But most of the people who 'think' that they can stay clean from opioids, in reality CANNOT stay clean from opioids. To those people, I encourage that they consider staying on buprenorphine for life, and avoiding the damage that comes with active opioid dependence.

Some of your questions cannot be answered-- except for using probabilities. It is unlikely, in my opinion, that buprenorphine will ever be banned. But it is quite possible that idiots in state legislative bodies will add enough regulations to chase most docs out of the profession-- causing difficulty in finding legitimate prescriptions of the medication.

Your third question is not an issue. Tolerance does not go up, because of the mechanism of action and the ceiling effect. It is hard to explain the science in a few sentences.. but once you are tolerant to a dose at the ceiling effect-- usually 4-8 mg or more-- your tolerance cannot go higher. The science predicts that to be the case-- and I've seen the science supported in a number of patients who have been on buprenorphine for 7 years or more.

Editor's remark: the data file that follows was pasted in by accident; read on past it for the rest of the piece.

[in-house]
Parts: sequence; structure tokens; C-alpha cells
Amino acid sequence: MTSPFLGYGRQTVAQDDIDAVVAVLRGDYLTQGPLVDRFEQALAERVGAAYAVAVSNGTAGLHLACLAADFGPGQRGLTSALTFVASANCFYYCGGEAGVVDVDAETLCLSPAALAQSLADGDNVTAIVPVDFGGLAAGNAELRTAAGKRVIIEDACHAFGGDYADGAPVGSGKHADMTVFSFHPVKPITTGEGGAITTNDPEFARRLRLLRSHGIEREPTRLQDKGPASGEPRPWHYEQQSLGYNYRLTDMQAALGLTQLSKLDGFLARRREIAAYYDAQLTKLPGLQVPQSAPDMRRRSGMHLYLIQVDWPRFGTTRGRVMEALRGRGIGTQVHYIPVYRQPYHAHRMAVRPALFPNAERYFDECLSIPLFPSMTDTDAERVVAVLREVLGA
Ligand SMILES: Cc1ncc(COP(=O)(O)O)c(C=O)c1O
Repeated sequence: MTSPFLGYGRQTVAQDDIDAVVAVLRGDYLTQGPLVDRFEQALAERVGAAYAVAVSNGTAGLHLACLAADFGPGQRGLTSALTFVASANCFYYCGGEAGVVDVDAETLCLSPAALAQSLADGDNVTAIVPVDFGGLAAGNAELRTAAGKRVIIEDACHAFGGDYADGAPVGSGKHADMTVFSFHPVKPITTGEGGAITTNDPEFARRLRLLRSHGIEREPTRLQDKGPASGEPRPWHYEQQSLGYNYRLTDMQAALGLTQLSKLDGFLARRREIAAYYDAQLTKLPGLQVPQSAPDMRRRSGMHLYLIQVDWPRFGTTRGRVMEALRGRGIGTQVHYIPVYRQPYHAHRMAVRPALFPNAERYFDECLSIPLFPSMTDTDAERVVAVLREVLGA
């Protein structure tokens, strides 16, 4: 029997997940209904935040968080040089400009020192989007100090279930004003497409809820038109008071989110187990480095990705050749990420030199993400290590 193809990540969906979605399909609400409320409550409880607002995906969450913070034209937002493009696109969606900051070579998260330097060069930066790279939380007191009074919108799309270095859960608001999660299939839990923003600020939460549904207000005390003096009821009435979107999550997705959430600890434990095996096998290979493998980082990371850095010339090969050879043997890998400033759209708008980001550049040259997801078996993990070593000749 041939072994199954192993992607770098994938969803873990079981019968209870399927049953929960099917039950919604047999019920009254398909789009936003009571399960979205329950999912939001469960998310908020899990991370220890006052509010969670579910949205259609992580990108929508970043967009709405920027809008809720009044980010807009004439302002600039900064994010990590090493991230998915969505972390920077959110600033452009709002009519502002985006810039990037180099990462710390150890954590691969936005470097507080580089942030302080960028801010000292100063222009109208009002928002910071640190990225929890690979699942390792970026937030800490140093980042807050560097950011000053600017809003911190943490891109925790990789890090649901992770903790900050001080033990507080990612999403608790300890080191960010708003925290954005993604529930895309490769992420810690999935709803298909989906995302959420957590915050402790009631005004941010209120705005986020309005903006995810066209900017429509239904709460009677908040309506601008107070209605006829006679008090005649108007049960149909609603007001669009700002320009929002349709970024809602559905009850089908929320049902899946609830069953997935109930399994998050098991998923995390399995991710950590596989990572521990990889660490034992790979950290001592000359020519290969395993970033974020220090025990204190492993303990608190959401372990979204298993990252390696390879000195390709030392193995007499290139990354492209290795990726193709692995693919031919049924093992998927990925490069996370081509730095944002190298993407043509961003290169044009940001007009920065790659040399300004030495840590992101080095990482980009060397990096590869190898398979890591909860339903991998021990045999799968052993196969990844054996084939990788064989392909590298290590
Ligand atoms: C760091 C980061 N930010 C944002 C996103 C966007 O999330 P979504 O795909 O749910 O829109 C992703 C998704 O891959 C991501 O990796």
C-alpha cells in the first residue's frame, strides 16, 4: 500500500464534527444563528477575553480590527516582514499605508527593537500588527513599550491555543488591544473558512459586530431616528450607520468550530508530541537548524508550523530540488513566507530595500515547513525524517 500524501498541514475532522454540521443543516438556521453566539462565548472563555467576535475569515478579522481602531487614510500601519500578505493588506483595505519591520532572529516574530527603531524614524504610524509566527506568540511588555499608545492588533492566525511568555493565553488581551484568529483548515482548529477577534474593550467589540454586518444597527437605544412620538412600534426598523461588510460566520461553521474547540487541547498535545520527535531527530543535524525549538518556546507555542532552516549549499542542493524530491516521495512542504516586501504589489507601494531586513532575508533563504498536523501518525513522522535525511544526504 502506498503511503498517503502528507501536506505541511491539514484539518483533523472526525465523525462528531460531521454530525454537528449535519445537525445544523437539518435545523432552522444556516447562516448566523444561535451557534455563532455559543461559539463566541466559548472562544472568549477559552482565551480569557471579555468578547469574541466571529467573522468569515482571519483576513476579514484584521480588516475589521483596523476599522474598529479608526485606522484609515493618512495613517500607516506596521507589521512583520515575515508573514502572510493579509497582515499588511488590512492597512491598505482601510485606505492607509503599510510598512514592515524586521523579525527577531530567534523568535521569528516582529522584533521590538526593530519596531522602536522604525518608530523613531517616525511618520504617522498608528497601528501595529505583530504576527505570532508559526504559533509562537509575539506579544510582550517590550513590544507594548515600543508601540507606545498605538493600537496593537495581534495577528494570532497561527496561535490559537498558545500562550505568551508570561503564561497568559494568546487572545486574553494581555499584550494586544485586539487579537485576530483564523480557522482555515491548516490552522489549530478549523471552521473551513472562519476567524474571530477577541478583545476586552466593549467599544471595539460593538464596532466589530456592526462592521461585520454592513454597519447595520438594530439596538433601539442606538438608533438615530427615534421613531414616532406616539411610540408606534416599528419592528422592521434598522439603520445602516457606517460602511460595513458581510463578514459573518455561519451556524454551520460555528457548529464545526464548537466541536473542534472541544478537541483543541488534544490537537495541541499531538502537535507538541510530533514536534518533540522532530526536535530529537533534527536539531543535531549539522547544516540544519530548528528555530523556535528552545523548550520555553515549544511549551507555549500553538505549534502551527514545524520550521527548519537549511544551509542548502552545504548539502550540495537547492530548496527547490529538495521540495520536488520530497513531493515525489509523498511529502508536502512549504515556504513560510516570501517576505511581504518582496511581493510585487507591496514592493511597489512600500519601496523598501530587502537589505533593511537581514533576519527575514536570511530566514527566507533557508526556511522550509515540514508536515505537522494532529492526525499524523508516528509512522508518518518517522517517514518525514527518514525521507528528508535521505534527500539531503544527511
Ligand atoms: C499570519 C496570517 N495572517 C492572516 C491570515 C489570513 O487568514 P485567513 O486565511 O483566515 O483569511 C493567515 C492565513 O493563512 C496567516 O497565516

There IS risk of ending up with a malignant, sadistic doc who creates burdens on you for keeping a script of Suboxone. But if that were to happen, you could stop Suboxone and be better off than you probably are now. To explain--- on Suboxone, your tolerance is held at the same tolerance of someone on 40 mg of methadone per day-- well below the tolerance of the average opioid addict. So you are not WORSE off on Suboxone, than you are if you are using; you are better off. If you couldn't get Suboxone, you could always go back to your drug of choice--- and your tolerance would probably be lower than if you had been on that drug the entire time. In other words, Suboxone doesn't make the situation worse--- but it doesn't guarantee that you will never have a problem.